Katie let Tom take her arm and guide her, lower her, onto a smooth rock. She sat facing the sea, humming softly, stroked her swollen belly and felt movement. He stepped forward and stood barefoot on the sand, waiting for the sun to rise, leaning slightly to one side because of his spindly left leg, misshapen from birth.

            The sun appeared over the horizon, turning the water to molten metal, and seemed to pause in its largeness.

            They had met at a party, three Christmases ago, and were married six months later. Soon, there was a baby inside her. Tom laid his head on her belly at night and they sang together. They loved each other with all the love the baby would spare.

            The baby grew; Tom and Katie’s love swelled.

            Katie began to take long walks. She walked to the shore so that her honeymoon baby could listen to the waves crashing. She walked in the woods so that her honeymoon baby could listen to the jay scolding, and she told him that he had done nothing wrong, could do nothing wrong. She walked round the garden and sat on the swing so that her honeymoon baby could hear the robins return. She told him that before long he would see the trees flower, the first flowers of the spring.

            Movement caught Katie’s eye. A small crab was hoisting itself onto the sand. A wave broke gently and pulled it back into the ocean.

            One day, Tom came home early and was surprised to see that Katie was there, not out walking. Lost in the soft red armchair, her baby still and quiet inside her, Katie rocked. She swayed, she moaned. She did not sing. Tom went down on his knees and put his head on her lap. She looked at his white face, wanting, but unable, to touch him.

            Tom took her to the hospital and stayed at her side. Katie gripped the cold bar of the hospital bed and watched the nurse insert the needle into her arm, and watched the oxytocin drip. She felt a dull ache low in her belly, just above her dark hair. The pain came and went. Her cries died in her throat.

            Tom made the arrangements with the hospital. He seemed stunned by the power of her grief, and he assumed the bureaucratic burden, didn’t ask her. All she had wanted was to take her baby deep into the woods, to stay there forever. But she had no will to resist, and she couldn’t find the words for Tom. So she lost her honeymoon baby once; now twice.

            Katie watched the crab pull itself out again. She thought about the first creatures which came to land. They had raised themselves from the ocean and tried to stand. Tried to stand straight.

            Then there was a new baby growing inside her. Katie sat on the swing in the garden humming softly to her baby, Tom watching through the window. She took her new baby to the woods to listen to the knocking of the woodpeckers, the chattering squirrels. She took her baby to the woods all winter long to tell him about the silent strength of the trees, the trees that were brooding on the edge of life.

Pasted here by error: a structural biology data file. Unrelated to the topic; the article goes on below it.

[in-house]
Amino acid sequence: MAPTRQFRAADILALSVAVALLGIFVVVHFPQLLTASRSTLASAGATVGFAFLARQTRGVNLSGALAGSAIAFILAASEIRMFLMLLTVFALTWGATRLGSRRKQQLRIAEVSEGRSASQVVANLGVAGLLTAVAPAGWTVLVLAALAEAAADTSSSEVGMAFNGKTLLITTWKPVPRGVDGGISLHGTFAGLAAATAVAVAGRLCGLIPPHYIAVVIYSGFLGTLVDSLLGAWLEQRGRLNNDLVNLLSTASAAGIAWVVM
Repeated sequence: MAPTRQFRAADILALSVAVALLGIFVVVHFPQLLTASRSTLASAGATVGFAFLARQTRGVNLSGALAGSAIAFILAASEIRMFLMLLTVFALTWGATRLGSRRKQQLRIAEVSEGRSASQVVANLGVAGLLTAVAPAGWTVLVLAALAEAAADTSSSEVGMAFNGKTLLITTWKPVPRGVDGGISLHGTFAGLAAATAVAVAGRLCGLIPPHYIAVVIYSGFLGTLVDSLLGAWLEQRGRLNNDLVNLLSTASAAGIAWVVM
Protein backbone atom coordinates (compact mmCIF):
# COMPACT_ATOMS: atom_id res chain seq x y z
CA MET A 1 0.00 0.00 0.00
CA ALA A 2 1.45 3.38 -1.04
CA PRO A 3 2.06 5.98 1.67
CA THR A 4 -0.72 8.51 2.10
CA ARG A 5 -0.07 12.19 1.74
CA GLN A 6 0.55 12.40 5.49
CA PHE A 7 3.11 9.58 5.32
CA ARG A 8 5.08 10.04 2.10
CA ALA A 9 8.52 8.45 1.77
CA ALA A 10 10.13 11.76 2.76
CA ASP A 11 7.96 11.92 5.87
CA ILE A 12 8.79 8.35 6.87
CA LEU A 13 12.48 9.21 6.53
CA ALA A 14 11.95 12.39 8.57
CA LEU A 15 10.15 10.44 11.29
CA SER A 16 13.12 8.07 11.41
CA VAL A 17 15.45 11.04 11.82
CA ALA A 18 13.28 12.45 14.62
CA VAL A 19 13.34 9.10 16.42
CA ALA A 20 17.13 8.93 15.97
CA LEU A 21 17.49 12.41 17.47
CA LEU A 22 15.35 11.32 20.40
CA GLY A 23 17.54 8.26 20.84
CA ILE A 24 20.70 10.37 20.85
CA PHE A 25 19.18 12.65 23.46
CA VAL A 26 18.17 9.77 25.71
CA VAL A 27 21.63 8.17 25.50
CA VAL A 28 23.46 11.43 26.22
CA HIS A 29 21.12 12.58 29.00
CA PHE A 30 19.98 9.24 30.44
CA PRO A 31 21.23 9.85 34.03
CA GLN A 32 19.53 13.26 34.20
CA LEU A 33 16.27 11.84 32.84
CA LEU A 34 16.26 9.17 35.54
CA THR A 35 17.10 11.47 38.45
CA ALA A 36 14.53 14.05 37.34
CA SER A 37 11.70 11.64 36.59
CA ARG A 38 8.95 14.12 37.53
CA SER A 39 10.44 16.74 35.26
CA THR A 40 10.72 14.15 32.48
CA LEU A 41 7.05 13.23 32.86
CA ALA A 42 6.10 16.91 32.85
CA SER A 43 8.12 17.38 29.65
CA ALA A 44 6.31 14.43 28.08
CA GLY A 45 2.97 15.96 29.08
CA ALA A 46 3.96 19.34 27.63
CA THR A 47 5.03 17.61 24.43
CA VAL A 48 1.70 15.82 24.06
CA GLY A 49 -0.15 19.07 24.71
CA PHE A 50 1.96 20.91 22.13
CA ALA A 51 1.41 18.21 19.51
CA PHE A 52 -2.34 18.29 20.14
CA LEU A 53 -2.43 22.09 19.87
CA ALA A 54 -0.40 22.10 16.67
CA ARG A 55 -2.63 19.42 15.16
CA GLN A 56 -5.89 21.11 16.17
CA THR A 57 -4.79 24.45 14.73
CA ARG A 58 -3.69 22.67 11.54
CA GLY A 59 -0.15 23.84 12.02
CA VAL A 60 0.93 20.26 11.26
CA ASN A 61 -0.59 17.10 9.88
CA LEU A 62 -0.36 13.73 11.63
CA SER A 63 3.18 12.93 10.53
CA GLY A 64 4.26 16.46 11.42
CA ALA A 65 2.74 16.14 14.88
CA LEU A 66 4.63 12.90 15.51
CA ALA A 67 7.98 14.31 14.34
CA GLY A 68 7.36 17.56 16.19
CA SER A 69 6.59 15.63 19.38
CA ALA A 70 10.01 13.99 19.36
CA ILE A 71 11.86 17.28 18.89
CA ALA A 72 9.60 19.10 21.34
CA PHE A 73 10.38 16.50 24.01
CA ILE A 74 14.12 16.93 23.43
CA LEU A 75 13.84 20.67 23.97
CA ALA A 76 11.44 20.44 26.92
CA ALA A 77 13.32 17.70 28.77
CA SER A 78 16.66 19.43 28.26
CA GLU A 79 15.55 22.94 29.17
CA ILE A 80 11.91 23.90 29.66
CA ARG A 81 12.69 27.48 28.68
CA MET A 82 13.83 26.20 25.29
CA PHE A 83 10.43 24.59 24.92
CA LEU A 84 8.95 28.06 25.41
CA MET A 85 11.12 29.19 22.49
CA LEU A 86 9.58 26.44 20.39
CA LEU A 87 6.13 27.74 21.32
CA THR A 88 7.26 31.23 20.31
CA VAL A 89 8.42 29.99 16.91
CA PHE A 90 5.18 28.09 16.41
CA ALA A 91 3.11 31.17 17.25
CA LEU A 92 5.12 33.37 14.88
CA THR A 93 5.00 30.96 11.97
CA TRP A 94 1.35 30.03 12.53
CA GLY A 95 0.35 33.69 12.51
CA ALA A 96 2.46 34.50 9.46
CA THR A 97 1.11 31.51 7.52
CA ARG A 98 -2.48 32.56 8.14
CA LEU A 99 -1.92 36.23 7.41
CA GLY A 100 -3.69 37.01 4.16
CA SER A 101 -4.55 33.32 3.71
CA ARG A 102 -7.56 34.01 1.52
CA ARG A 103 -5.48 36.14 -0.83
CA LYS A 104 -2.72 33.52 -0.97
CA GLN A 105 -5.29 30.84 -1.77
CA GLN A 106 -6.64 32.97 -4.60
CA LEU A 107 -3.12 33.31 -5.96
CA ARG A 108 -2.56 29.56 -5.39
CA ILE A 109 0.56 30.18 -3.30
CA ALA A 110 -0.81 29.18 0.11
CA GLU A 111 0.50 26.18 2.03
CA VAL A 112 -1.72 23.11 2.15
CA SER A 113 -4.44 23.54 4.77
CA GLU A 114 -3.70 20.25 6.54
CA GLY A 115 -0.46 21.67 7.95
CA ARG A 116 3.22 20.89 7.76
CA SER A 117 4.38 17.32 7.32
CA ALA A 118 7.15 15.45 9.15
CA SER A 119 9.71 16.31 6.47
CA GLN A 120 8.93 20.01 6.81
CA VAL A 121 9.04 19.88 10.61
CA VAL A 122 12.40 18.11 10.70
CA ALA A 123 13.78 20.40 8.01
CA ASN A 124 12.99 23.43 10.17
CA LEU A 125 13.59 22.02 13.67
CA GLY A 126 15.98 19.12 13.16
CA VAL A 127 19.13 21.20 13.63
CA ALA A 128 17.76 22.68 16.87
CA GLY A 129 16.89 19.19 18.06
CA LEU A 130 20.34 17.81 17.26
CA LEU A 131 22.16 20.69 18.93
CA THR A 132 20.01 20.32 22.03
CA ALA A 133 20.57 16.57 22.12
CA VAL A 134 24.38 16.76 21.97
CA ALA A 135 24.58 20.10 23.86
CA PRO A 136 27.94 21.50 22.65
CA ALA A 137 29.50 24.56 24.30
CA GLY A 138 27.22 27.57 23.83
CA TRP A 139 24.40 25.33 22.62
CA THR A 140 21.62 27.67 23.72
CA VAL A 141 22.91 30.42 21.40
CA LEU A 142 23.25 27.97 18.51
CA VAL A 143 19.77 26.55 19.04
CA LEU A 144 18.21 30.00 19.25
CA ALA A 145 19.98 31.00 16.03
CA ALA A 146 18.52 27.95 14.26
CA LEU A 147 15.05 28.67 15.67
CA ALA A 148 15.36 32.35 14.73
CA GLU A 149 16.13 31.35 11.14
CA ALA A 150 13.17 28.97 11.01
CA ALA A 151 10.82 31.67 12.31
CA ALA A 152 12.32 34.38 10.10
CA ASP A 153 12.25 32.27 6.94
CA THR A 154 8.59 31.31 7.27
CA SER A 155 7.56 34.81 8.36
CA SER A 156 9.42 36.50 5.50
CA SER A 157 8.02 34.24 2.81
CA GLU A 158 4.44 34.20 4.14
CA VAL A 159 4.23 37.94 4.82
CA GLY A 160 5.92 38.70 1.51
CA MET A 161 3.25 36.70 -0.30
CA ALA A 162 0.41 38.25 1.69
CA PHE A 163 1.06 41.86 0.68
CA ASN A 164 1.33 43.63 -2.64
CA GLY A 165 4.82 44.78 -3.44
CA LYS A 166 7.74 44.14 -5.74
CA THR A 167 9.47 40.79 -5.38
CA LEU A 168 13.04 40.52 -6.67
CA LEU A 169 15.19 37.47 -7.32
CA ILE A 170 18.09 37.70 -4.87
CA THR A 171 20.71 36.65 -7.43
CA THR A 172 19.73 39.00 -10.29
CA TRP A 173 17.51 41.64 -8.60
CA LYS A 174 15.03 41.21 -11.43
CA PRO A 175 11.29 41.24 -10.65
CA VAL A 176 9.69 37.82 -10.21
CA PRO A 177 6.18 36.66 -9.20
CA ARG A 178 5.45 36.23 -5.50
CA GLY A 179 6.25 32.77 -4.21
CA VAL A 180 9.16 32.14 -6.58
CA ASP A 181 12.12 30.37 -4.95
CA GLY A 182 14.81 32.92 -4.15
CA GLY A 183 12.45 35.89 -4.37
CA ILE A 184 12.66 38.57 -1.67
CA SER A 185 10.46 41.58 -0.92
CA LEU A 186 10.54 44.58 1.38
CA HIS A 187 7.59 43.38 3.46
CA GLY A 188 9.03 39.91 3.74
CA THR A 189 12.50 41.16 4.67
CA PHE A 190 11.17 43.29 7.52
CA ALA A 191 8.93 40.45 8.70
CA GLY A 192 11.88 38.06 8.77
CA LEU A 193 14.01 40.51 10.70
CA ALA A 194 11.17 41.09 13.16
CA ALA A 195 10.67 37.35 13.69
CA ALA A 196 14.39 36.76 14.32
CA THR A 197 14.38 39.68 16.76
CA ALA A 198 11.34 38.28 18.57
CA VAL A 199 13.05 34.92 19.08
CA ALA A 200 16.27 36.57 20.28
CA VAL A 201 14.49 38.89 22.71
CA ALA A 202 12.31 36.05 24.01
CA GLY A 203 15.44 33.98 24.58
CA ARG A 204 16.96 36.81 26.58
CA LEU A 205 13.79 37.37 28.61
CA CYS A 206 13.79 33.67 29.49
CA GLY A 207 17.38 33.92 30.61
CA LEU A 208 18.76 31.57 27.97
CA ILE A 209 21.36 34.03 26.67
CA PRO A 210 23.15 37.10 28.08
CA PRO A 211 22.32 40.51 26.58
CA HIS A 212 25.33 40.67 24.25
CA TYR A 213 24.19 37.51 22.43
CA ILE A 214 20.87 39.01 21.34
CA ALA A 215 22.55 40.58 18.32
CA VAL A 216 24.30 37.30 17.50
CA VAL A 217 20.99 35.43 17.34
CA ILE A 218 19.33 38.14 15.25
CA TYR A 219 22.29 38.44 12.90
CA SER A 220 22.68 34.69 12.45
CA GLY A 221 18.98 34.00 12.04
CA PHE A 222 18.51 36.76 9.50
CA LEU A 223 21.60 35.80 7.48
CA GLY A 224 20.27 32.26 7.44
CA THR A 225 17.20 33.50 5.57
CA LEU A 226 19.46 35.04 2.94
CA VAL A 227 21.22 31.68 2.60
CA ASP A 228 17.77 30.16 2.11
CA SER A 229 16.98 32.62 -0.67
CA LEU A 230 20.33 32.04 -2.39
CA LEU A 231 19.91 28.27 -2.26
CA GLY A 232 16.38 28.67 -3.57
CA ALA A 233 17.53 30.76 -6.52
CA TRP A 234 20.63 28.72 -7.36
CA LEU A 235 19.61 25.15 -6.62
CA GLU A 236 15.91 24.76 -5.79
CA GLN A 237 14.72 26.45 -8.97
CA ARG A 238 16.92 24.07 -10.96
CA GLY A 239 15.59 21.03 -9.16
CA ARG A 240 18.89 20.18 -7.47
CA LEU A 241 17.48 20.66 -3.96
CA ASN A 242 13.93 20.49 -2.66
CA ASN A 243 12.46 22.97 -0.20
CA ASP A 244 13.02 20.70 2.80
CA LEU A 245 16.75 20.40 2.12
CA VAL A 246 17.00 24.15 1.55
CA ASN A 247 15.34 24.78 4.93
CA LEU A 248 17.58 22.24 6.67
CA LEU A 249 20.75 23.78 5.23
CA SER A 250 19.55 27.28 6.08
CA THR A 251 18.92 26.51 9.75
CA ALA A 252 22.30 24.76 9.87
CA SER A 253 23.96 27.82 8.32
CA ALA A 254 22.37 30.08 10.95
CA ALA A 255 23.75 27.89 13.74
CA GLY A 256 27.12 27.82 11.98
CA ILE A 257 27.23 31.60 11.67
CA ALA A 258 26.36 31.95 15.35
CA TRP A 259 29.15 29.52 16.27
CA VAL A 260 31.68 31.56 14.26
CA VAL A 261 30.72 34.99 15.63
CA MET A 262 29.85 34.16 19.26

In the middle of the winter, just three months ago, Katie had told her baby about ice. The snow was thick in the woods, thick and crusted with ice. Ice coated the tree branches, stopped the brook. Step after step, Katie broke the ice. She told her baby to listen to the crunching, to hear the icy leaves chiming in the wind. She walked through the snow with her arms out, swaying to keep her balance, talking to her baby.

            Then—no flailing, no wild grabbing—in a heartbeat, one misstep, Katie was flat on her back. Pain seared up her spine, a charge racing through a wire. For an instant, she had no breath. The baby did not move.

            Katie’s breath came back in a rush. Then she didn’t stop talking. She eased herself to her feet and teetered home, holding her belly. She begged, she soothed, she reassured. She begged and begged.

            The ice melted and the trees flowered. Now Katie was bringing her baby to the shore, to listen to the waves, and to feel the warmth of the spring sun. She sat with her hands locked loosely under her swelling, and looked at Tom’s crooked stance.

            First they stood. Then . . . how many evolutionary turns, how many mutations, did Nature take in the making of Man, in the making of Tom? How many wrong turns?

            Katie caressed her belly and felt a strong kick. She knew then that her baby was perfect, his legs straight. Her baby kicked again and Katie knew that he would be born very soon. He would kick his way out.



ANNA GERALDINE PARET is English and has lived in America for over twenty years, in New York, California and Washington DC. She currently lives in Larchmont, New York with her cairn terrier, two teenage daughters and Puerto Rican husband, and is a member of Sarah Lawrence College Writing Institute. "First They Stood" is her first published story.

Claire Anna Baker "Flash" (Detail)

Claire Anna Baker "Flash" (Detail)